Adding fuel to the triumph of makeup is a renaissance in lipstick. “Lips, lips, lips,” Demsey says, referring to the brands he oversees, including MAC, Smashbox, Tom Ford, Bobbi Brown and Estée Lauder. “We have never seen a lipstick business growing like this, probably in my entire career,” he says. “I’ve seen double-digit increases in lipsticks across every brand that I’m responsible for. We are talking transformational lipstick numbers in general,” he continues. “It’s a very good makeup moment; you see a lot of interest in experiences — makeup lessons, makeovers, palettes of eye shadows, contouring kits — a whole item driven business. People want results now; they want to live in the moment. This idea of makeup looks and trends — the Mod eye, pale lip, the red lip — and contouring and Sixties and Seventies fashion inspiration is a big thing right now. Because the look has changed, women are buying more makeup.”

In discussing the dynamics of the women’s fragrance market, Hamilton observes, the launches “are much more strategic and thought-through than in the past when it was just launch it and see if it sticks.”

The driving forces in fragrance have been designer and artisanal brands. In a recent presentation, Grant made the point that between 2010 and 2014, artisanal, alternative, natural and skin-care brands added more than $1 billion to the $11.2 billion U.S. prestige market, roughly 40 percent of the growth for that four-year period.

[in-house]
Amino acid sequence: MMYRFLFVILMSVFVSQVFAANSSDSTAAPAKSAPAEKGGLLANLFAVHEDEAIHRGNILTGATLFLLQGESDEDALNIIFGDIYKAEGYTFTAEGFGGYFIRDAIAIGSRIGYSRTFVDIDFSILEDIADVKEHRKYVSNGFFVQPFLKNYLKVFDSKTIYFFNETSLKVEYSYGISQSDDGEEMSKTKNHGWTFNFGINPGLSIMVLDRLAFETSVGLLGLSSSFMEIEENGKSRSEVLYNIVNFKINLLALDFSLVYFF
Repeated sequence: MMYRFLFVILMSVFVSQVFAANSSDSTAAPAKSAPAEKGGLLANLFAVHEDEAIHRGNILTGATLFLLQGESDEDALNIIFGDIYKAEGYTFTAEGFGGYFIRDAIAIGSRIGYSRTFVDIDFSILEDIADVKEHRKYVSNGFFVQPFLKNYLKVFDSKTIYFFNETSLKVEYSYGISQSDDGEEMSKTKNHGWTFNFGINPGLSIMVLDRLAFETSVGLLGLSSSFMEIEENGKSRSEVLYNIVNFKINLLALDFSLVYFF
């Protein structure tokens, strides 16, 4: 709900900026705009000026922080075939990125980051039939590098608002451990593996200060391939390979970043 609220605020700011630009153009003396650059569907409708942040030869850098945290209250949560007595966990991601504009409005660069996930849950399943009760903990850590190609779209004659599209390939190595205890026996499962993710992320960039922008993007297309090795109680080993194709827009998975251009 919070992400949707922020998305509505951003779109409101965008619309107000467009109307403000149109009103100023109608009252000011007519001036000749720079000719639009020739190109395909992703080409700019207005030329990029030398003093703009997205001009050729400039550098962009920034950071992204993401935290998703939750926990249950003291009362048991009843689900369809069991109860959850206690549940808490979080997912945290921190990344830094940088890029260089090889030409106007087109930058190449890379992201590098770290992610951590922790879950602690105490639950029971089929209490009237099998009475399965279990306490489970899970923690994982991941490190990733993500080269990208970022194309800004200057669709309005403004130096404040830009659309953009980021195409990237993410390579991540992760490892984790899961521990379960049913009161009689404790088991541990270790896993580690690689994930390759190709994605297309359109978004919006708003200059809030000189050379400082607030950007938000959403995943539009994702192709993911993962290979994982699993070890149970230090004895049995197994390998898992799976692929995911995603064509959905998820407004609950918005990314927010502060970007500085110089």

There’s a lesson in all this. As Grant asks, “How do you create some kind of dynamic like that [of the smaller upstarts] within your big brand?” Although neither she nor anyone else has talked about it publicly, there have been reports of sluggishness of the big three — Clinique, Estée Lauder and Lancôme. The gift-with-purchase season is said to be particularly rough. While acknowledging, “It was a challenging year,” Demsey says alternatives are being found to update the traditional GWP. One such move is to inject fashion into what was a price-value equation. “We have a collaboration this spring with Lisa Perry,” he says. “People are looking at new ways to establish immediacy and a reason to buy.”

He also indicates that the product pipeline is being loaded for the Lauder brand. “Today you need to launch more products,” he says. “More is more right now; it is not a less-is-more moment.”